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Tech Industry

Year 2000: The cost of fear

When all was said and done, untold sums of money were spent because of hype and fear surrounding the most celebrated bug in high-tech history. But was it necessary?

 

Y2K left Y2K right

The Year 2000 problem, also known as the millennium bug, stems from an old programming shortcut that used only two digits to signify years, such as "76" for 1976. If computer systems are not modified, some may mistake the year 2000 for the year 1900 and may cease to function.

 

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Y2K updates in
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News.com Special Report
By News.com staff
November 4, 1999, 12:00 p.m. PT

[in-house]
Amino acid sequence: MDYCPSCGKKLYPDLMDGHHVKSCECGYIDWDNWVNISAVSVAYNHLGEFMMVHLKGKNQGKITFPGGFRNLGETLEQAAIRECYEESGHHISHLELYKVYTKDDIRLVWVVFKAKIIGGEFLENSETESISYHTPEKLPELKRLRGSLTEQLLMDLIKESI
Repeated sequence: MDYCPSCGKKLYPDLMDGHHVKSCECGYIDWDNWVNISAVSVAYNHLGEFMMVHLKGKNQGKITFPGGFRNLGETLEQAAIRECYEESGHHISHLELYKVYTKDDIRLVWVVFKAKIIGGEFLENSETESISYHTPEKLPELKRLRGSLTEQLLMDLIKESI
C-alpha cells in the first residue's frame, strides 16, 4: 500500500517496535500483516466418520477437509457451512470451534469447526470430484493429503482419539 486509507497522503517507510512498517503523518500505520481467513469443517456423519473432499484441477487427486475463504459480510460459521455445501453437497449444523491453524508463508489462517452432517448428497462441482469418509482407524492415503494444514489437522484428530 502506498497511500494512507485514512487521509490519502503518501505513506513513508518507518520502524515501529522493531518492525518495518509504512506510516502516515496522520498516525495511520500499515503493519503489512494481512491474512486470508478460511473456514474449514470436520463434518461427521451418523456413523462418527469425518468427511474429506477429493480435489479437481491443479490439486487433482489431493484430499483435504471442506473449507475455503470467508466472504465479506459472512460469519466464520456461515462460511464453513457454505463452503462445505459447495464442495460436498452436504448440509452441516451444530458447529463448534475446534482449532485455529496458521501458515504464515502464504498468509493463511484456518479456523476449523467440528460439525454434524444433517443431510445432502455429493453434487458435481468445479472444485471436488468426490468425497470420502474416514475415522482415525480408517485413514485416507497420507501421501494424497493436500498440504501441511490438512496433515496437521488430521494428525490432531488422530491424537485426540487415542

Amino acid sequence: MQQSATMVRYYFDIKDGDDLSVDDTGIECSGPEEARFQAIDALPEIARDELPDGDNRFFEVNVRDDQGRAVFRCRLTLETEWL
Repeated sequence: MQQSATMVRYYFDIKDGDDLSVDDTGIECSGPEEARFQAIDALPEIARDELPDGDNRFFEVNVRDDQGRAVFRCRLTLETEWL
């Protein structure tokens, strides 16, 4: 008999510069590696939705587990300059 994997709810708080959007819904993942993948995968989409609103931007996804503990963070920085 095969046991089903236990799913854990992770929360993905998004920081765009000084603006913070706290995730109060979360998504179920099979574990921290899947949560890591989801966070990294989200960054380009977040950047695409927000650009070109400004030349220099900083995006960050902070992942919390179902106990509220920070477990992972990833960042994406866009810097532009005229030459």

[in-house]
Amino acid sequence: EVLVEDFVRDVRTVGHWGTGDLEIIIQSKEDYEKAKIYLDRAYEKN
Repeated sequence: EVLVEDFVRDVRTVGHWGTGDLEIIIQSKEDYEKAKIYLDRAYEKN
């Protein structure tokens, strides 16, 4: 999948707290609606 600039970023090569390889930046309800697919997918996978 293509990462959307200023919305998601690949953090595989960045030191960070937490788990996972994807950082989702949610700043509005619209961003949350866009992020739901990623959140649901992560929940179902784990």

Everyone pays a price
Untold sums were spent out of hype and fear surrounding the most celebrated bug in high-tech history. But was it all necessary?

If it ain't broke...
Quick-fix software isn't flying off the shelves as many of its makers had hoped, disappointing an entire cottage industry.

Not rocket science
Y2K consultants are busy--driven mainly by a robust technology market in general--but aren't in wild demand as once thought.

Wall St. holds breath
Fears of the Y2K bug have depressed some foreign markets, but few believe that the U.S. financial establishment will be crippled.

Lawyers win again
Plaintiffs' lawyers, corporate defense teams, and the ever-growing Y2K groups within practices are all gearing up for the bug's legal punch. No matter how the expected slew of cases plays out, there is money to be made.

    
 
 Related news stories
Large firms too optimistic on Y2K progress?

U.S. cities tally price, work to fix bug

Will Y2K fixes make or break tech industry?

Y2K lawsuits grow, liability debate continues

Date with disaster

Y2K resource guide

Y2K: A CNET topic center

 

 News around the Web
Millennium Madness
Newsweek 
Analysts' new fear: Y2K the movie
USA Today 
Dell to reinforce support for Y2K over New Year's Eve
AsiaBizTech 
A Doom and Bust Cycle for Y2K Suppliers
Los Angeles Times